Florence has been one weird storm.
The massive system threatened to grow to a Category 5, which would have had winds of 156 mph or more. No storm in recorded history had ever done that so far north, so close to South Carolina. Meanwhile, its uncertain path had computer models pointing fingers in different directions trying to predict it.
After landfall, it moved inland to the southwest, a direction that no hurricane expert had ever seen before.
Florence — a frightening storm larger than the Carolinas combined — was nothing if not unpredictable.
But National Hurricane Center forecasters nailed it. They indicated as early as six days out that the storm was most likely to strike where it did, in North Carolina near the South Carolina border, then turn south.
The performance lit up social media with accolades from meteorologists. Shea Gibson, the Charleston-based forecaster for the private company WeatherFlow, called it one of the more impressive forecast verifications he had ever seen.
Here's why the storm was so unpredictable, and why the Hurricane Center staff got it right:
Hurricanes get "steered" by shifting air pressure currents. They tend to move into currents of low pressure, pushed by circulations of high pressure. Florence tracked toward the United States while two high pressure currents moved across the nation, with only a narrow current of low pressure between them.
Timing was everything. What happened would be governed by the shifting strengths of the circulations as well as the storm.
"The Hurricane Center was able to gauge the ridge guidance (the shifts) just right," Gibson said.
Looking at the bigger picture, hurricanes in recent years have gotten tougher for the computer models to figure out. The storms are strengthening faster and in unexpected places. They are lasting longer and occasionally still not going where computer runs say they should.
In June, the National Oceanic and Atmospheric Administration released a report that said while it is too soon to scientifically determine whether climate change was having an impact on hurricanes in the Atlantic, the warming caused by fossil fuel burning might already have caused changes that "aren't confidently modeled" by the computers.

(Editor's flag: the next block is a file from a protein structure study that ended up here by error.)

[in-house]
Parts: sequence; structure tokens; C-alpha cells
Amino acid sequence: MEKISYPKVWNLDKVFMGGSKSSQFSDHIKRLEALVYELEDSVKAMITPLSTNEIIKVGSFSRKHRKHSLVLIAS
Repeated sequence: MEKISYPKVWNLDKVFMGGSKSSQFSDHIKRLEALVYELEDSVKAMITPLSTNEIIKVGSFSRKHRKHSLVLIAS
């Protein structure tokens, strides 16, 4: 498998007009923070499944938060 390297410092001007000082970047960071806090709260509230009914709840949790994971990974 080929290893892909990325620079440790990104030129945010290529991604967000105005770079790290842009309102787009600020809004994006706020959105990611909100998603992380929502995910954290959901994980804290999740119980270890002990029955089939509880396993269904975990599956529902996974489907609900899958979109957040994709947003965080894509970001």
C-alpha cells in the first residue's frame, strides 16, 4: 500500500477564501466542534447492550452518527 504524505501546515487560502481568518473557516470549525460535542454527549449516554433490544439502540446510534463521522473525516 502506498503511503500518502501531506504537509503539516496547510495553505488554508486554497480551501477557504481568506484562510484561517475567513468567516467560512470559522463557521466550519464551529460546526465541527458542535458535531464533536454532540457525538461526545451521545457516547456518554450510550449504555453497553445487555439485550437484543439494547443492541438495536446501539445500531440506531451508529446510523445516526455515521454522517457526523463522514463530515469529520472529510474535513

Forecast models are computer simulations of how the hurricane reacts to changes in the atmosphere and ocean. Each model is designed to weigh piles of data on various changes. Each model tends to read what's going on a little differently.
The notorious European, or Euro, model has generally been the most precise tracking recent storms, and its runs persistently forecast Florence to spin south down the South Carolina coast as a powerful storm instead of making landfall where it did.
That would have been a first-of-its-kind track — the reverse of what Hurricane Matthew did in 2016 — and with winds capable of damage that would dwarf the millions of dollars of destruction done by Matthew.
The model runs have gotten to be popular social media feed, and the Euro track quickly went viral, stoking anxiety, if not panic, in South Carolina.
But the forecasters knew that as good as the Euro model is, it also has a tendency to be very wrong when it's wrong. They weighed its runs with the other models, as well as their judgment of what they saw happening in the environment.
That's what they are paid to do. And the Hurricane Center forecasts have been consistently more reliable than any one computer model.
You can see for yourself in the verification critiques the Hurricane Center does of its work after each storm season, said meteorologist Bob Bright of the National Weather Service in Charleston. From year to year, the forecasts keep getting more accurate.
"It's just incredible," he said. "The Hurricane Center works from all that data, all those models runs and the staff's own experience. That's why it's important not to focus on the model runs."
Meteorologist Bob Henson, with the private company Weather Underground, echoed that.
"They're using their experience to ferret out which models are doing the best at the time. Their experience puts (the forecast) over the top," he said
On Saturday, with the remnant of Florence still spinning over South Carolina and four other storm systems to be monitored in the Atlantic and eastern Pacific oceans, "no one is available today" to comment on the forecaster's work with Florence, said Hurricane Center spokesman Dennis Feltgen. "Perhaps next week for this topic."
If there was one lapse in the Hurricane Center's read on Florence, the forecasters did not gauge very far in advance how much power the storm would lose as it made landfall and how quickly it would weaken afterward. The once nearly Category 5 storm fell to a Category 1 with winds of 90 mph.
But the reasons for that were pretty straightforward.
Dry, shearing winds worked their way into the storm unexpectedly, and at the last minute. Meanwhile, Florence got so big and strong the swells it pushed ahead of itself rolled into the Continental Shelf offshore "upwelling," or pushing up cooler deep waters. Hurricanes fuel themselves on the warmer surface waters.
"Sometimes these storms get so large so quickly it's hard for the core to strength. It might be it just wasn't able to take advantage" of the warm waters and other conditions that would have strengthened it, Henson said.
"We got really lucky with the intensity falling like it did, but we are seeing the predicted rainfall amounts verifying to create catastrophic flooding," Gibson said.
J. Emory Parker contributed to this report.